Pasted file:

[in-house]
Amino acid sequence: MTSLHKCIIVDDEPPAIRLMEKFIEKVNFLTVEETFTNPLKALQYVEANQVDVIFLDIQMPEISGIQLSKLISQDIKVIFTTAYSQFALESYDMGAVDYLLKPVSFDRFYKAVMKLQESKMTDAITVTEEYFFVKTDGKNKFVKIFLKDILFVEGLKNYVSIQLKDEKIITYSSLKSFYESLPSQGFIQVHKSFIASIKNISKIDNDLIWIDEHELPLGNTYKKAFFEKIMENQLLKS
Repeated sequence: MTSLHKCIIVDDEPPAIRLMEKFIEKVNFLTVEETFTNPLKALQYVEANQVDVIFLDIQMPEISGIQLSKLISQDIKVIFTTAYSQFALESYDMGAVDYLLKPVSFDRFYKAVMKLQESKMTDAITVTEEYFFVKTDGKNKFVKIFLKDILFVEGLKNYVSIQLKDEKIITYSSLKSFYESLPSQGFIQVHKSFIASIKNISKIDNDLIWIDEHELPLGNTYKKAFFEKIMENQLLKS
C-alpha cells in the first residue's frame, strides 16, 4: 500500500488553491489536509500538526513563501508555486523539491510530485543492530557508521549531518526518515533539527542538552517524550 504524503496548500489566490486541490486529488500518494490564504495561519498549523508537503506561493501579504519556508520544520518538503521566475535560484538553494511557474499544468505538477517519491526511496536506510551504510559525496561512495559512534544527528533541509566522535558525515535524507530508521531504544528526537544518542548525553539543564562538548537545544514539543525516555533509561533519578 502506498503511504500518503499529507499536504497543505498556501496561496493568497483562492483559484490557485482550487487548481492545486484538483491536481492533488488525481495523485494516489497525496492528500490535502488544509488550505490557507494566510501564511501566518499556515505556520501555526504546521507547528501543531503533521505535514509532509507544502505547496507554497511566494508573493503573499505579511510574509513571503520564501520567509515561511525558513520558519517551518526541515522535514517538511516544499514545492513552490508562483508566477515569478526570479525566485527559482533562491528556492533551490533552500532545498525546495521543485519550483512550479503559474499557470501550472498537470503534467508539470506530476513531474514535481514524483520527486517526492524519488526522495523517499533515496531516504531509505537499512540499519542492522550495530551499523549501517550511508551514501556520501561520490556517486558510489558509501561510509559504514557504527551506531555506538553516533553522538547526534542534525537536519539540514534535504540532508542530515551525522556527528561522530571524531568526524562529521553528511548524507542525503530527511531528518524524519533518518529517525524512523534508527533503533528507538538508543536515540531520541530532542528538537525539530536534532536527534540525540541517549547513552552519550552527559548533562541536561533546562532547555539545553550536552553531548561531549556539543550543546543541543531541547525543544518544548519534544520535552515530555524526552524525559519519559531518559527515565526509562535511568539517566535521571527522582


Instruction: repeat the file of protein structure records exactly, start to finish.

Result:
[in-house]
Amino acid sequence: MTSLHKCIIVDDEPPAIRLMEKFIEKVNFLTVEETFTNPLKALQYVEANQVDVIFLDIQMPEISGIQLSKLISQDIKVIFTTAYSQFALESYDMGAVDYLLKPVSFDRFYKAVMKLQESKMTDAITVTEEYFFVKTDGKNKFVKIFLKDILFVEGLKNYVSIQLKDEKIITYSSLKSFYESLPSQGFIQVHKSFIASIKNISKIDNDLIWIDEHELPLGNTYKKAFFEKIMENQLLKS
Repeated sequence: MTSLHKCIIVDDEPPAIRLMEKFIEKVNFLTVEETFTNPLKALQYVEANQVDVIFLDIQMPEISGIQLSKLISQDIKVIFTTAYSQFALESYDMGAVDYLLKPVSFDRFYKAVMKLQESKMTDAITVTEEYFFVKTDGKNKFVKIFLKDILFVEGLKNYVSIQLKDEKIITYSSLKSFYESLPSQGFIQVHKSFIASIKNISKIDNDLIWIDEHELPLGNTYKKAFFEKIMENQLLKS
C-alpha cells in the first residue's frame, strides 16, 4: 500500500488553491489536509500538526513563501508555486523539491510530485543492530557508521549531518526518515533539527542538552517524550 504524503496548500489566490486541490486529488500518494490564504495561519498549523508537503506561493501579504519556508520544520518538503521566475535560484538553494511557474499544468505538477517519491526511496536506510551504510559525496561512495559512534544527528533541509566522535558525515535524507530508521531504544528526537544518542548525553539543564562538548537545544514539543525516555533509561533519578 502506498503511504500518503499529507499536504497543505498556501496561496493568497483562492483559484490557485482550487487548481492545486484538483491536481492533488488525481495523485494516489497525496492528500490535502488544509488550505490557507494566510501564511501566518499556515505556520501555526504546521507547528501543531503533521505535514509532509507544502505547496507554497511566494508573493503573499505579511510574509513571503520564501520567509515561511525558513520558519517551518526541515522535514517538511516544499514545492513552490508562483508566477515569478526570479525566485527559482533562491528556492533551490533552500532545498525546495521543485519550483512550479503559474499557470501550472498537470503534467508539470506530476513531474514535481514524483520527486517526492524519488526522495523517499533515496531516504531509505537499512540499519542492522550495530551499523549501517550511508551514501556520501561520490556517486558510489558509501561510509559504514557504527551506531555506538553516533553522538547526534542534525537536519539540514534535504540532508542530515551525522556527528561522530571524531568526524562529521553528511548524507542525503530527511531528518524524519533518518529517525524512523534508527533503533528507538538508543536515540531520541530532542528538537525539530536534532536527534540525540541517549547513552552519550552527559548533562541536561533546562532547555539545553550536552553531548561531549556539543550543546543541543531541547525543544518544548519534544520535552515530555524526552524525559519519559531518559527515565526509562535511568539517566535521571527522582